Monday, July 10, 2017


Many of you have heard of TH1RTEEN R3ASONS WHY by now because it's a show on Netflix.  I happen not to be a Netflix subscriber.  So I found out about it the old-fashioned way - as a book recommendation from a friend.  And for those of you who have not heard about it; or who live in the same cave as me; here is the back-of-the-book synopsis:

Clay Jensen doesn't want anything to do with the tapes Hannah Baker made.  Hannah is dead.  Her secrets should be buried with her.
Then Hannah's voice tells Clay that his name is on her tapes - and that he is, in some way, responsible for her death.
All through the night, Clay keeps listening.  He follows Hannah's recorded words throughout his small town...
...and what he discovers changes his life forever. 

I have already told you ad nauseum that I am just a few...decades...beyond the YA (young adult) target audience.  And, yet, I have read some wonderful YA books:  The Princess of Las Pulgas (C. Lee McKenzie, Salt to the Sea (Ruta Sepetys), An Ember in the Ashes (Sabaa Tahir), The Voyages of the Legend series (Alina Sayre), Wyndano's Cloak (A. R. Silverberry), and a bunch more.  Well, this might not be one of my very favorite YA's, but it's certainly a very good book (3.25/4).

This book reminds me of The Guernsey Literary and Potato Peel Society in its uniqueness.  That one, if you recall, consisted entirely of letters. This one is mostly tapes.  Clay does have some live interaction with people while he's going through the tapes.  But this is basically about the 13 tapes, hence TH1RTEEN R3ASONS WHY.  It's fun, once in a while, to read stuff that is different from everybody else's stuff.

There were definitely some moments that caught me completely off guard.  There's one incident, about 2/3 of the way through, where I audibly shouted "OMG!" and "WOW!"  There's another spot just a couple of pages before the OMG/WOW place where I teared up and totally didn't expect to do that.  I was also hit in the solar plexus about a 1/3 of the way through when Clay comes across somebody else on the tapes.  I did NOT see that coming.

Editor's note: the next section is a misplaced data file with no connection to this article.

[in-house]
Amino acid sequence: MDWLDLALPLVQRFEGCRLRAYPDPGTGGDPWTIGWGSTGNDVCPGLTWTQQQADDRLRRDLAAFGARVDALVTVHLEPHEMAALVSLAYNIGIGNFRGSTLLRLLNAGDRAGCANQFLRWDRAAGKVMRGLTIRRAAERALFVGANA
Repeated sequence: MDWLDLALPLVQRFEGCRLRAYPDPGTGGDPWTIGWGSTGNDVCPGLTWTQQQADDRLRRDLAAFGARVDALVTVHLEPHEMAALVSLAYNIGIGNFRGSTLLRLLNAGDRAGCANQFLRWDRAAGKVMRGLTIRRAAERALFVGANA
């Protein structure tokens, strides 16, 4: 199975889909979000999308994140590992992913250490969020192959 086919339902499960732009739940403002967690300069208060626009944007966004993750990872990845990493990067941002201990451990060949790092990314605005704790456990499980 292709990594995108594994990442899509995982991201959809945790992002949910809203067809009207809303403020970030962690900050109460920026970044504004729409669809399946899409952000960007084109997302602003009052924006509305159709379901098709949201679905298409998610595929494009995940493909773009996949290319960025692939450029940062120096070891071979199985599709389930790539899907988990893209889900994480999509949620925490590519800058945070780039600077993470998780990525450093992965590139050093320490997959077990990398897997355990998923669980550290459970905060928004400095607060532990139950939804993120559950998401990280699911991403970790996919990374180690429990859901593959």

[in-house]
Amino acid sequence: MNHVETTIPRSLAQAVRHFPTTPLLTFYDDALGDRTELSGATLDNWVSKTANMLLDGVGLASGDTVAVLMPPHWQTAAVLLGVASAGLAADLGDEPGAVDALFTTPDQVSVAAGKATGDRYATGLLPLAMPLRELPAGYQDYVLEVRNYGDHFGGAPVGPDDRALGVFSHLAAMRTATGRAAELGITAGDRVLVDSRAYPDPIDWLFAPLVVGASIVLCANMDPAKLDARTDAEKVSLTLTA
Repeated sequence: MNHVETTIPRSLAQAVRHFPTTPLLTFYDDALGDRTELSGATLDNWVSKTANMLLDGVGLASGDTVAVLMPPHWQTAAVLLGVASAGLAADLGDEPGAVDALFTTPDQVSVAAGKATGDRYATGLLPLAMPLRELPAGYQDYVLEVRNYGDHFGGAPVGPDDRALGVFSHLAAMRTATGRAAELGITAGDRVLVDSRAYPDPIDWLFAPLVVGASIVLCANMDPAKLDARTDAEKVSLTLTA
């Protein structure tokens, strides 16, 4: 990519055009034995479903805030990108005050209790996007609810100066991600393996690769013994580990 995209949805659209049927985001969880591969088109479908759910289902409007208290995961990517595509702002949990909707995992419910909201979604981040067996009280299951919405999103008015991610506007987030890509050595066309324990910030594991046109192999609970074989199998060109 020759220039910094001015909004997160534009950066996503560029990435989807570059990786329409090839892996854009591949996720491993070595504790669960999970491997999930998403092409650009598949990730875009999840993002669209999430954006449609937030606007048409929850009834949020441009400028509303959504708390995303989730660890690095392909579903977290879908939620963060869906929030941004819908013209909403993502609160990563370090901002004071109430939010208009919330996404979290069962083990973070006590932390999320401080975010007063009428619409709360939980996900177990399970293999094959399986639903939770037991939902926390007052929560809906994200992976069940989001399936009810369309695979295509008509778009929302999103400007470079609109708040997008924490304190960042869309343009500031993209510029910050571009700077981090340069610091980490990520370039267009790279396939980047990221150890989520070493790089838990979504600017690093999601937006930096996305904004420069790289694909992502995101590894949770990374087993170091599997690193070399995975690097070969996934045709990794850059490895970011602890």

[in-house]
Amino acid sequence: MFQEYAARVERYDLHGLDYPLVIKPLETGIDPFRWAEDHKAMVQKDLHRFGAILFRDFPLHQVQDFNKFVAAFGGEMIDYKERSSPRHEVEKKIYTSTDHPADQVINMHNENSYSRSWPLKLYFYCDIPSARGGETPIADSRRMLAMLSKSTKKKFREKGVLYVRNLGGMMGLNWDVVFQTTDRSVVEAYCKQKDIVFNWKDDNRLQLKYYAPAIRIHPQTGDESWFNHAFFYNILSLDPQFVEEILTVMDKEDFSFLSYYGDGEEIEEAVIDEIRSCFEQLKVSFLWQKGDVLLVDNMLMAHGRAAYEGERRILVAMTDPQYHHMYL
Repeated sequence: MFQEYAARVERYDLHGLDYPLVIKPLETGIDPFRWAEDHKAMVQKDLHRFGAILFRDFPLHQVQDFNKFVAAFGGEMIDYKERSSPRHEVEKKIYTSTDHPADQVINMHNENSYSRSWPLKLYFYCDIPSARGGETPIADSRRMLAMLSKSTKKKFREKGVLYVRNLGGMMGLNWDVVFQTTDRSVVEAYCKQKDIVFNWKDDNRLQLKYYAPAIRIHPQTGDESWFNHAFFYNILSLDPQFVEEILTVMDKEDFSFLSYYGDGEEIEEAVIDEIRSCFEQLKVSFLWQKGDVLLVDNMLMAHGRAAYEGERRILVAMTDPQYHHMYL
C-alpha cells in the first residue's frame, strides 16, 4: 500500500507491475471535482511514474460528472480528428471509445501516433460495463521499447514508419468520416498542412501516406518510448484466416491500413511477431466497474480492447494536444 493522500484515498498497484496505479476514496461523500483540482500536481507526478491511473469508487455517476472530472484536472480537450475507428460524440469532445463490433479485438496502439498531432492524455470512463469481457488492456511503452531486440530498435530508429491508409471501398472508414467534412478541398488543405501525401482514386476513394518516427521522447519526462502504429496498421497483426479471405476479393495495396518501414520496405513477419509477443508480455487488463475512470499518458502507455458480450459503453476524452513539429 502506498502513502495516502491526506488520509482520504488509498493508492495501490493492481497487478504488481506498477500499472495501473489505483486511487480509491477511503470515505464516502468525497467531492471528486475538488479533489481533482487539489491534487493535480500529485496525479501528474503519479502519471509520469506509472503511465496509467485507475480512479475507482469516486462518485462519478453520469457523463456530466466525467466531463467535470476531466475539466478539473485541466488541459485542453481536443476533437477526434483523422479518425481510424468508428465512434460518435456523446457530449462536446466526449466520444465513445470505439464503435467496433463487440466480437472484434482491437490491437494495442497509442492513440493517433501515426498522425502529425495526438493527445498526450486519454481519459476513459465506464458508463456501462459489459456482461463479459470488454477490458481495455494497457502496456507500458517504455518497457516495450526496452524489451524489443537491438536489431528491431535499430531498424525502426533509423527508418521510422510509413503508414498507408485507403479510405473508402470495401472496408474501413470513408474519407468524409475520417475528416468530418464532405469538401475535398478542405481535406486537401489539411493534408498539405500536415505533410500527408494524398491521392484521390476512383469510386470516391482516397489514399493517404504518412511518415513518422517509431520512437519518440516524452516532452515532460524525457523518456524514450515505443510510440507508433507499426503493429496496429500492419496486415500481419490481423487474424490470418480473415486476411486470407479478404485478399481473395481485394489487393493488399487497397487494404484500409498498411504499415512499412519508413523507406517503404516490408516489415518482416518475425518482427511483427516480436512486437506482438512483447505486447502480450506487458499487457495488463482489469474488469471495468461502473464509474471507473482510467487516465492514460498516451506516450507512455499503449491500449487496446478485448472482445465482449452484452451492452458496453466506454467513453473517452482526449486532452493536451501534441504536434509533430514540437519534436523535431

And, equally important as the surprises, the unique concept, and the emotional pull, the book is also well-written.  You gotta have that.  Take a look:

"Around the opposite sex, especially back then, my tongue twisted into knots even a Boy Scout would walk away from." 
"We took our place in the stream of students heading to the party - like joining a bunch of salmon heading upstream to mate."

Kudos to Jay for writing a very clever book and writing it well.  Is it a little rough?  Of course.  Teen suicide is no joke, especially for this father of 3 adults (and grandfather of 4 pre-teens).  Can high school kids be mean, cruel, and insensitive?  We know that they can.  But despite all of that, this is very readable.  And maybe it will help kids who read it behave a little more compassionately toward their peers.  You never know when you might be the one who makes all the difference.

P.S.  My recommender told me that, initially, the author was just going to go with the tapes.  He was convinced by his editor to add Clay's present-day musings and actions.  I think it was a VERY good decision.


  1. I didn't read the book, but saw the series. I agree with much of what you said, especially with the idea that you never know how huge just a tiny bit of compassion can be in someone's life. I'm trying to instill that in 2 or your pre teen grandchildren.
    And yes, Clay's input is essential.

    1. One comment I got was that the book may be too intense for some teens. I'm sure that's true. But I am constantly amazed at what teens read these days. Do you agree with her? And nothing is more important than compassion.

  2. Sounds like a worthwhile and emotional read.

  3. It's been a while since I read this and agree that it is written in a unique and clever way. I remember thinking Hannah blamed most of her problems on other people and she caused some of them herself. I also thought the author missed the opportunity to share some of the warning signs of suicide. Hopefully it's a book that starts dialogue with kids.

    1. That's really a good point about warning signs. I didn't consider that. And I definitely agree that she has some responsibility for her actions. But I imagine that when you are in that kind of state of mind, you probably aren't thinking very rationally. I'm glad I don't actually know what that's like!